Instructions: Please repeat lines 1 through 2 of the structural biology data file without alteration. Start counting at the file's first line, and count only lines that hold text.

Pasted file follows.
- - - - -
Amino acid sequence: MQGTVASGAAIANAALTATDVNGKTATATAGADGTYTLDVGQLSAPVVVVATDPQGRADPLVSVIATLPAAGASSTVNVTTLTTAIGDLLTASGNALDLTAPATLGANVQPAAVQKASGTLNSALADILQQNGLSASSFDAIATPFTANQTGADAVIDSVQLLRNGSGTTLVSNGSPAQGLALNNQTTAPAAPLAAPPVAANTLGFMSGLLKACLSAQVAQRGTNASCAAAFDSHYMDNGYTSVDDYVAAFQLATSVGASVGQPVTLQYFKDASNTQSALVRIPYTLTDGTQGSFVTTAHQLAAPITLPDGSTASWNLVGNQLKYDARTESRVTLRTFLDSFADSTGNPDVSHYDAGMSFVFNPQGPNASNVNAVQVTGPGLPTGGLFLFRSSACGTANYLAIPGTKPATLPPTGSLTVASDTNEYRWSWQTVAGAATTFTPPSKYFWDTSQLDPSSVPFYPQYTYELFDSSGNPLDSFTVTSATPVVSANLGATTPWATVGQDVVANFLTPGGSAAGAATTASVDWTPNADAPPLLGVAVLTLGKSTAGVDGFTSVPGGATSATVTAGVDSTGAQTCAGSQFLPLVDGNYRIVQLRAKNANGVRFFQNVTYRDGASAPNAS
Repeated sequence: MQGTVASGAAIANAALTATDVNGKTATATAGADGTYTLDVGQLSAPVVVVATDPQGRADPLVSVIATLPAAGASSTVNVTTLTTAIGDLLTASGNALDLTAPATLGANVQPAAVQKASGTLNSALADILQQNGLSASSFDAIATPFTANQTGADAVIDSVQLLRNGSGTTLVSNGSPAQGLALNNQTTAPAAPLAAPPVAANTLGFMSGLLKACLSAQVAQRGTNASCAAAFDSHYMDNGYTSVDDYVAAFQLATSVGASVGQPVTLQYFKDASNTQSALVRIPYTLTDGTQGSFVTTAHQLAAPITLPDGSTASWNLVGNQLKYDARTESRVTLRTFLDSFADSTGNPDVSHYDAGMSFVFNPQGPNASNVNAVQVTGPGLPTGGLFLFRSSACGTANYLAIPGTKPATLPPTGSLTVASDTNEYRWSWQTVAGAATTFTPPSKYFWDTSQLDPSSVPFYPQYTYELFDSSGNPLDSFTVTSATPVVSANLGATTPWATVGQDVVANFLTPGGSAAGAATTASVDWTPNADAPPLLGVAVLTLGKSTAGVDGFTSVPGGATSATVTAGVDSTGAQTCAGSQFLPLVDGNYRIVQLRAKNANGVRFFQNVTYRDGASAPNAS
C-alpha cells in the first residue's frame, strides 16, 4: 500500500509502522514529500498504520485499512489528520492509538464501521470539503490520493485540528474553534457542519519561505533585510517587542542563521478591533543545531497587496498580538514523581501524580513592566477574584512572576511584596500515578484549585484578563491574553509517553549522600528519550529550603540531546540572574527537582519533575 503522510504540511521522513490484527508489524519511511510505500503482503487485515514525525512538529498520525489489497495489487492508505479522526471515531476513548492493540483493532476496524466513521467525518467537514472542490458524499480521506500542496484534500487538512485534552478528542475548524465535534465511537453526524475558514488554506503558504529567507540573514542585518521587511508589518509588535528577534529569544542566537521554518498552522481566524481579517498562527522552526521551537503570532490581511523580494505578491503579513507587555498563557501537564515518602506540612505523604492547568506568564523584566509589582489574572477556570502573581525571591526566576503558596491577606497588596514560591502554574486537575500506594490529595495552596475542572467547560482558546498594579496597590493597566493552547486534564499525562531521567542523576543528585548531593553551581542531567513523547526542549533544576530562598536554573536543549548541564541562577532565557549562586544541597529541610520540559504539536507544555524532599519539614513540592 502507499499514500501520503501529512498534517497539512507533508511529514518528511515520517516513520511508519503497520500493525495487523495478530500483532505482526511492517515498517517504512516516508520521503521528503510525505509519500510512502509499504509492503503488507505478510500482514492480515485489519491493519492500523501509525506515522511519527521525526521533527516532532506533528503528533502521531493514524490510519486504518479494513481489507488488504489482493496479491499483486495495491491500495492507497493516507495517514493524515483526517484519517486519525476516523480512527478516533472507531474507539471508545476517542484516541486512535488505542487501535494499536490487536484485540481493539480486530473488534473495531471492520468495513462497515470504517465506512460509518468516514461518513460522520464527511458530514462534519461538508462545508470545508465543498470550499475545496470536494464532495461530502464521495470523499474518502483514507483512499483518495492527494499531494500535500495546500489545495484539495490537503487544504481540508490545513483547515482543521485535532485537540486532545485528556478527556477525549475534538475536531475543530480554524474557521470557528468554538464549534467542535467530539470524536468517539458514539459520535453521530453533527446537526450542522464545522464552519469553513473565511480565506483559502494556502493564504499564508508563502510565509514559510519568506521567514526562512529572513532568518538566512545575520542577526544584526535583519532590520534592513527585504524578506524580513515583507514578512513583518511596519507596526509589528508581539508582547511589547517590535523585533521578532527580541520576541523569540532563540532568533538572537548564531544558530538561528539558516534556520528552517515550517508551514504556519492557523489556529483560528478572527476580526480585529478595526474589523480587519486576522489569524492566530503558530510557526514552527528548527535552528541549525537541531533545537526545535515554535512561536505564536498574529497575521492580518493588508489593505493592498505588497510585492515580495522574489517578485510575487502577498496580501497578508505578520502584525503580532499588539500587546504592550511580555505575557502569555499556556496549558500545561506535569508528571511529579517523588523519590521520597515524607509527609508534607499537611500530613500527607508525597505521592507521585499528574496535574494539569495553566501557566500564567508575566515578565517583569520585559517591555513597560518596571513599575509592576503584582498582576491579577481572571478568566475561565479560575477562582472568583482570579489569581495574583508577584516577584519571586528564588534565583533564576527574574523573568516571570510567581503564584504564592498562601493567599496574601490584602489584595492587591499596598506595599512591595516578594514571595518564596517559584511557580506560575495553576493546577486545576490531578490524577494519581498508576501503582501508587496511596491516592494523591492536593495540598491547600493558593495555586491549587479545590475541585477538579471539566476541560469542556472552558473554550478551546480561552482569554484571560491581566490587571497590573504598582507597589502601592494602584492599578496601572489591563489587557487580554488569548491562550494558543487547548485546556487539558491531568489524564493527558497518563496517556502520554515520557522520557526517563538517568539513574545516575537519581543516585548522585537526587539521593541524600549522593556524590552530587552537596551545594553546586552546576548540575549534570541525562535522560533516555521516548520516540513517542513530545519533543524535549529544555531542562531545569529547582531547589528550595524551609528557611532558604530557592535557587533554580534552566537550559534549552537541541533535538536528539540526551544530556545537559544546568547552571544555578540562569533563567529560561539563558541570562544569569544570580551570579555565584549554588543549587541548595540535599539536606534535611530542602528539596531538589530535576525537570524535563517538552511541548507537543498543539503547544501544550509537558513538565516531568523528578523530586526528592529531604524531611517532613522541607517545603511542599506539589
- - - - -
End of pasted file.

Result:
Amino acid sequence: MQGTVASGAAIANAALTATDVNGKTATATAGADGTYTLDVGQLSAPVVVVATDPQGRADPLVSVIATLPAAGASSTVNVTTLTTAIGDLLTASGNALDLTAPATLGANVQPAAVQKASGTLNSALADILQQNGLSASSFDAIATPFTANQTGADAVIDSVQLLRNGSGTTLVSNGSPAQGLALNNQTTAPAAPLAAPPVAANTLGFMSGLLKACLSAQVAQRGTNASCAAAFDSHYMDNGYTSVDDYVAAFQLATSVGASVGQPVTLQYFKDASNTQSALVRIPYTLTDGTQGSFVTTAHQLAAPITLPDGSTASWNLVGNQLKYDARTESRVTLRTFLDSFADSTGNPDVSHYDAGMSFVFNPQGPNASNVNAVQVTGPGLPTGGLFLFRSSACGTANYLAIPGTKPATLPPTGSLTVASDTNEYRWSWQTVAGAATTFTPPSKYFWDTSQLDPSSVPFYPQYTYELFDSSGNPLDSFTVTSATPVVSANLGATTPWATVGQDVVANFLTPGGSAAGAATTASVDWTPNADAPPLLGVAVLTLGKSTAGVDGFTSVPGGATSATVTAGVDSTGAQTCAGSQFLPLVDGNYRIVQLRAKNANGVRFFQNVTYRDGASAPNAS
Repeated sequence: MQGTVASGAAIANAALTATDVNGKTATATAGADGTYTLDVGQLSAPVVVVATDPQGRADPLVSVIATLPAAGASSTVNVTTLTTAIGDLLTASGNALDLTAPATLGANVQPAAVQKASGTLNSALADILQQNGLSASSFDAIATPFTANQTGADAVIDSVQLLRNGSGTTLVSNGSPAQGLALNNQTTAPAAPLAAPPVAANTLGFMSGLLKACLSAQVAQRGTNASCAAAFDSHYMDNGYTSVDDYVAAFQLATSVGASVGQPVTLQYFKDASNTQSALVRIPYTLTDGTQGSFVTTAHQLAAPITLPDGSTASWNLVGNQLKYDARTESRVTLRTFLDSFADSTGNPDVSHYDAGMSFVFNPQGPNASNVNAVQVTGPGLPTGGLFLFRSSACGTANYLAIPGTKPATLPPTGSLTVASDTNEYRWSWQTVAGAATTFTPPSKYFWDTSQLDPSSVPFYPQYTYELFDSSGNPLDSFTVTSATPVVSANLGATTPWATVGQDVVANFLTPGGSAAGAATTASVDWTPNADAPPLLGVAVLTLGKSTAGVDGFTSVPGGATSATVTAGVDSTGAQTCAGSQFLPLVDGNYRIVQLRAKNANGVRFFQNVTYRDGASAPNAS